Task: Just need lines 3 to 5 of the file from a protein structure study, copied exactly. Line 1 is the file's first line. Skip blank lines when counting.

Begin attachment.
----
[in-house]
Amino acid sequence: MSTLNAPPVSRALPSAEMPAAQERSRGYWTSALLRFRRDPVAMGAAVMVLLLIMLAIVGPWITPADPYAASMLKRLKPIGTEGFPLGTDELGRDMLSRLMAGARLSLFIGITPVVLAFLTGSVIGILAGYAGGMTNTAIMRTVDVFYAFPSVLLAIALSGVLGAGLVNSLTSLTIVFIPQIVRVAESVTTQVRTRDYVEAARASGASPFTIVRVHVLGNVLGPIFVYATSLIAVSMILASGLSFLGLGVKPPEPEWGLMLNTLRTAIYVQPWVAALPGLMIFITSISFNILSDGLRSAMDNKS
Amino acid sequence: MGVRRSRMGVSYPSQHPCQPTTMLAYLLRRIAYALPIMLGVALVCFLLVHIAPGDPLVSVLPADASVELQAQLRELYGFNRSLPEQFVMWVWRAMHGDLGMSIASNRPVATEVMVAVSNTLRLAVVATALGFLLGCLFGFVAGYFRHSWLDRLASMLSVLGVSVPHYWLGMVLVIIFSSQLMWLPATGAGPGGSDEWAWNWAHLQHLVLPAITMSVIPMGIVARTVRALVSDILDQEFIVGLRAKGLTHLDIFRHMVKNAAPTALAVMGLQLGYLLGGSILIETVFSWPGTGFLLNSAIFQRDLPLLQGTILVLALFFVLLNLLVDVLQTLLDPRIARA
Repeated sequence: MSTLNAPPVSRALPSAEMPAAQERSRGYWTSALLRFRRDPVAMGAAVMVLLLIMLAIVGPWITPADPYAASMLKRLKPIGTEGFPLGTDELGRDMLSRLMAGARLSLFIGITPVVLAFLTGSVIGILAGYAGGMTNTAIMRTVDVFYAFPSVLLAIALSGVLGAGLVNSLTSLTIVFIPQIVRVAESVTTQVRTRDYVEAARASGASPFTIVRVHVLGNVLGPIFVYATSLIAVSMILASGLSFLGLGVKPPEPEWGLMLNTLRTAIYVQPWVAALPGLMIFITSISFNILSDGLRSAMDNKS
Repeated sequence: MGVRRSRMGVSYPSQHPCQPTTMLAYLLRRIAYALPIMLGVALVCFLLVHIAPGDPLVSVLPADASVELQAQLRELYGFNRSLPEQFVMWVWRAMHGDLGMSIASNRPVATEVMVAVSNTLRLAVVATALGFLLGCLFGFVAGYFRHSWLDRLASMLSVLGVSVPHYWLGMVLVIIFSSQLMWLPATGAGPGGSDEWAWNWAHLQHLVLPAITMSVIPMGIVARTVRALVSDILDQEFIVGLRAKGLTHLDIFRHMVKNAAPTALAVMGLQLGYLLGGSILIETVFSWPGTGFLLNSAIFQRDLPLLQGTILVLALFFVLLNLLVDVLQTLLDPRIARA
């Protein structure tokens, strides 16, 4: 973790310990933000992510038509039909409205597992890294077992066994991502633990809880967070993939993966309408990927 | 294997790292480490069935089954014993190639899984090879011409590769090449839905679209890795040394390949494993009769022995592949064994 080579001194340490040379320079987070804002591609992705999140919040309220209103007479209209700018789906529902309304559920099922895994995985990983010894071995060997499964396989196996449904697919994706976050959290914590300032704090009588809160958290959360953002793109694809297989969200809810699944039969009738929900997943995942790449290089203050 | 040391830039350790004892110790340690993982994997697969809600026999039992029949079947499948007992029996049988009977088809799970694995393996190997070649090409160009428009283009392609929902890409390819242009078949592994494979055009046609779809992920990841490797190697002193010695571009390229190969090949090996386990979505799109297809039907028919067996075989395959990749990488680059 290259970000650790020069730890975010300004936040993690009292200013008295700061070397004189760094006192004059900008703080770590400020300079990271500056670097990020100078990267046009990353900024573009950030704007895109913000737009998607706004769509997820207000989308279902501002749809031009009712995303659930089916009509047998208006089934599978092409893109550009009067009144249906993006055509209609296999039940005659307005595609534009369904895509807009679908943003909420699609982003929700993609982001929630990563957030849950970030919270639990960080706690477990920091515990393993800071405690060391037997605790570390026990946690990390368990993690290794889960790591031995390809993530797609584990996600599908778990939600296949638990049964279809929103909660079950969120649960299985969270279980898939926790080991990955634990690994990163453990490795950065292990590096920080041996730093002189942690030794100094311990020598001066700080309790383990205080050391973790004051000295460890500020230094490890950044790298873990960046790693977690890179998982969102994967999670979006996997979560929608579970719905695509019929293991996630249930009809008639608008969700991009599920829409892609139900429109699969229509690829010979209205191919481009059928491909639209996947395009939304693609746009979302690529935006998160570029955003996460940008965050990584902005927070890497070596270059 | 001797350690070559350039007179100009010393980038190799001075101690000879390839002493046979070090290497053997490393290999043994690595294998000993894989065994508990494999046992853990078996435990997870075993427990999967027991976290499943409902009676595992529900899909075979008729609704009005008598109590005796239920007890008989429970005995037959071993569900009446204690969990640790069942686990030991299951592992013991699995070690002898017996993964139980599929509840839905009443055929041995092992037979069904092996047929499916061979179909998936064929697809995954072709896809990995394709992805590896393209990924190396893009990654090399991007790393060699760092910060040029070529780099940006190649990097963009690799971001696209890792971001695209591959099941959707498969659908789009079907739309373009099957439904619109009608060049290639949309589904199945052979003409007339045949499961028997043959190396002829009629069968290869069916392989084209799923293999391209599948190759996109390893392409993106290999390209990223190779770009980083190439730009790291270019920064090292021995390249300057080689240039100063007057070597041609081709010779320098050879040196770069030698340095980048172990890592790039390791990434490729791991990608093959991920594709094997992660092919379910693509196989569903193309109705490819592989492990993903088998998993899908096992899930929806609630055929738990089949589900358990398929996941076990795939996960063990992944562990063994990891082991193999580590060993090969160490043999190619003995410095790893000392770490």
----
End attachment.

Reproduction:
Amino acid sequence: MGVRRSRMGVSYPSQHPCQPTTMLAYLLRRIAYALPIMLGVALVCFLLVHIAPGDPLVSVLPADASVELQAQLRELYGFNRSLPEQFVMWVWRAMHGDLGMSIASNRPVATEVMVAVSNTLRLAVVATALGFLLGCLFGFVAGYFRHSWLDRLASMLSVLGVSVPHYWLGMVLVIIFSSQLMWLPATGAGPGGSDEWAWNWAHLQHLVLPAITMSVIPMGIVARTVRALVSDILDQEFIVGLRAKGLTHLDIFRHMVKNAAPTALAVMGLQLGYLLGGSILIETVFSWPGTGFLLNSAIFQRDLPLLQGTILVLALFFVLLNLLVDVLQTLLDPRIARA
Repeated sequence: MSTLNAPPVSRALPSAEMPAAQERSRGYWTSALLRFRRDPVAMGAAVMVLLLIMLAIVGPWITPADPYAASMLKRLKPIGTEGFPLGTDELGRDMLSRLMAGARLSLFIGITPVVLAFLTGSVIGILAGYAGGMTNTAIMRTVDVFYAFPSVLLAIALSGVLGAGLVNSLTSLTIVFIPQIVRVAESVTTQVRTRDYVEAARASGASPFTIVRVHVLGNVLGPIFVYATSLIAVSMILASGLSFLGLGVKPPEPEWGLMLNTLRTAIYVQPWVAALPGLMIFITSISFNILSDGLRSAMDNKS
Repeated sequence: MGVRRSRMGVSYPSQHPCQPTTMLAYLLRRIAYALPIMLGVALVCFLLVHIAPGDPLVSVLPADASVELQAQLRELYGFNRSLPEQFVMWVWRAMHGDLGMSIASNRPVATEVMVAVSNTLRLAVVATALGFLLGCLFGFVAGYFRHSWLDRLASMLSVLGVSVPHYWLGMVLVIIFSSQLMWLPATGAGPGGSDEWAWNWAHLQHLVLPAITMSVIPMGIVARTVRALVSDILDQEFIVGLRAKGLTHLDIFRHMVKNAAPTALAVMGLQLGYLLGGSILIETVFSWPGTGFLLNSAIFQRDLPLLQGTILVLALFFVLLNLLVDVLQTLLDPRIARA